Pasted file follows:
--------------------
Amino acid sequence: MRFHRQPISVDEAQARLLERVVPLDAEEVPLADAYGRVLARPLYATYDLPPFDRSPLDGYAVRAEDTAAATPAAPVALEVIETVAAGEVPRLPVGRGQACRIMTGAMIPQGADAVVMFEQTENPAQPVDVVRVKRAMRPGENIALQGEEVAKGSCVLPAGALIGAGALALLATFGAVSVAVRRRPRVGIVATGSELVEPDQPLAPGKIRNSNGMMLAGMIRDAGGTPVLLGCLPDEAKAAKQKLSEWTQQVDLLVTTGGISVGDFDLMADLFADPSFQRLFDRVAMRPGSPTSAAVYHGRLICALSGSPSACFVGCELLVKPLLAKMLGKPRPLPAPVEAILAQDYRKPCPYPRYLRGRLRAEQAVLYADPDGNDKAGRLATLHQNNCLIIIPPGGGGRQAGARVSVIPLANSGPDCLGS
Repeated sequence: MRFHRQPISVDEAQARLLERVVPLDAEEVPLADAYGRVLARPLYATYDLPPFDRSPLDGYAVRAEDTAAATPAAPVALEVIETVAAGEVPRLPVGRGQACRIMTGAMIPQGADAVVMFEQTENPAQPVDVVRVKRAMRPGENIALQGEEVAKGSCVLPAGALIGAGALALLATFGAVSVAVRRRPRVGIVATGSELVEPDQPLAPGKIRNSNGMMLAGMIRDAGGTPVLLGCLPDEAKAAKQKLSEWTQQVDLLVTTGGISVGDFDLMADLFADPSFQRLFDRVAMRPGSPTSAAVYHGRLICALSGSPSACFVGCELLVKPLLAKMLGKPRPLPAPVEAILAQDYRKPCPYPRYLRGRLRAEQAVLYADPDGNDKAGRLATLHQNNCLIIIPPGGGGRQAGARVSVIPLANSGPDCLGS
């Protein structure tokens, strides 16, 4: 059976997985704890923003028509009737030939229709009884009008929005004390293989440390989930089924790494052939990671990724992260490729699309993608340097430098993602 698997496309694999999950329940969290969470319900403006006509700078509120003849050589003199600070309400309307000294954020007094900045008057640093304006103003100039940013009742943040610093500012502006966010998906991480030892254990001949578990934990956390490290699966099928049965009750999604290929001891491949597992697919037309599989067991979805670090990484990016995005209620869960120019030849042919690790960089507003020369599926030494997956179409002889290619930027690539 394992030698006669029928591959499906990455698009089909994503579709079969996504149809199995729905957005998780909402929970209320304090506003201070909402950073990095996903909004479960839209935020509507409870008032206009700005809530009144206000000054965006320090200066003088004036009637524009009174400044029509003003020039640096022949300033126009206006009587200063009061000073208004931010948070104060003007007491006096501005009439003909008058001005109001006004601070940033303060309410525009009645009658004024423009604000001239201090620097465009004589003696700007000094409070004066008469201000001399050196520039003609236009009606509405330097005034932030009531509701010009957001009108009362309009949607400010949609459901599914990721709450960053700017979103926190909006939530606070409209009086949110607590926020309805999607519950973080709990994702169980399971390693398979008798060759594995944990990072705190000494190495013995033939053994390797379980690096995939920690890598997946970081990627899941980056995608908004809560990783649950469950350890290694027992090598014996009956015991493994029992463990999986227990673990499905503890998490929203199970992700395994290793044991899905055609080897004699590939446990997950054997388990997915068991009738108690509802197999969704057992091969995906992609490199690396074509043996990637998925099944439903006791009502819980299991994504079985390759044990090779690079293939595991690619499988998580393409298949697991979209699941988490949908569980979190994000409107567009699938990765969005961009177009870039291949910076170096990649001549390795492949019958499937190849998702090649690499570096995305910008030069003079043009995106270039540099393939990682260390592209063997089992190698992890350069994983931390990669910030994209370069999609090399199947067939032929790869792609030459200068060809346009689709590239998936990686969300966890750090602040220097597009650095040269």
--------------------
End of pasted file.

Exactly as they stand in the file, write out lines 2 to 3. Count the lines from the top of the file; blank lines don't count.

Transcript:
Repeated sequence: MRFHRQPISVDEAQARLLERVVPLDAEEVPLADAYGRVLARPLYATYDLPPFDRSPLDGYAVRAEDTAAATPAAPVALEVIETVAAGEVPRLPVGRGQACRIMTGAMIPQGADAVVMFEQTENPAQPVDVVRVKRAMRPGENIALQGEEVAKGSCVLPAGALIGAGALALLATFGAVSVAVRRRPRVGIVATGSELVEPDQPLAPGKIRNSNGMMLAGMIRDAGGTPVLLGCLPDEAKAAKQKLSEWTQQVDLLVTTGGISVGDFDLMADLFADPSFQRLFDRVAMRPGSPTSAAVYHGRLICALSGSPSACFVGCELLVKPLLAKMLGKPRPLPAPVEAILAQDYRKPCPYPRYLRGRLRAEQAVLYADPDGNDKAGRLATLHQNNCLIIIPPGGGGRQAGARVSVIPLANSGPDCLGS
């Protein structure tokens, strides 16, 4: 059976997985704890923003028509009737030939229709009884009008929005004390293989440390989930089924790494052939990671990724992260490729699309993608340097430098993602 698997496309694999999950329940969290969470319900403006006509700078509120003849050589003199600070309400309307000294954020007094900045008057640093304006103003100039940013009742943040610093500012502006966010998906991480030892254990001949578990934990956390490290699966099928049965009750999604290929001891491949597992697919037309599989067991979805670090990484990016995005209620869960120019030849042919690790960089507003020369599926030494997956179409002889290619930027690539 394992030698006669029928591959499906990455698009089909994503579709079969996504149809199995729905957005998780909402929970209320304090506003201070909402950073990095996903909004479960839209935020509507409870008032206009700005809530009144206000000054965006320090200066003088004036009637524009009174400044029509003003020039640096022949300033126009206006009587200063009061000073208004931010948070104060003007007491006096501005009439003909008058001005109001006004601070940033303060309410525009009645009658004024423009604000001239201090620097465009004589003696700007000094409070004066008469201000001399050196520039003609236009009606509405330097005034932030009531509701010009957001009108009362309009949607400010949609459901599914990721709450960053700017979103926190909006939530606070409209009086949110607590926020309805999607519950973080709990994702169980399971390693398979008798060759594995944990990072705190000494190495013995033939053994390797379980690096995939920690890598997946970081990627899941980056995608908004809560990783649950469950350890290694027992090598014996009956015991493994029992463990999986227990673990499905503890998490929203199970992700395994290793044991899905055609080897004699590939446990997950054997388990997915068991009738108690509802197999969704057992091969995906992609490199690396074509043996990637998925099944439903006791009502819980299991994504079985390759044990090779690079293939595991690619499988998580393409298949697991979209699941988490949908569980979190994000409107567009699938990765969005961009177009870039291949910076170096990649001549390795492949019958499937190849998702090649690499570096995305910008030069003079043009995106270039540099393939990682260390592209063997089992190698992890350069994983931390990669910030994209370069999609090399199947067939032929790869792609030459200068060809346009689709590239998936990686969300966890750090602040220097597009650095040269």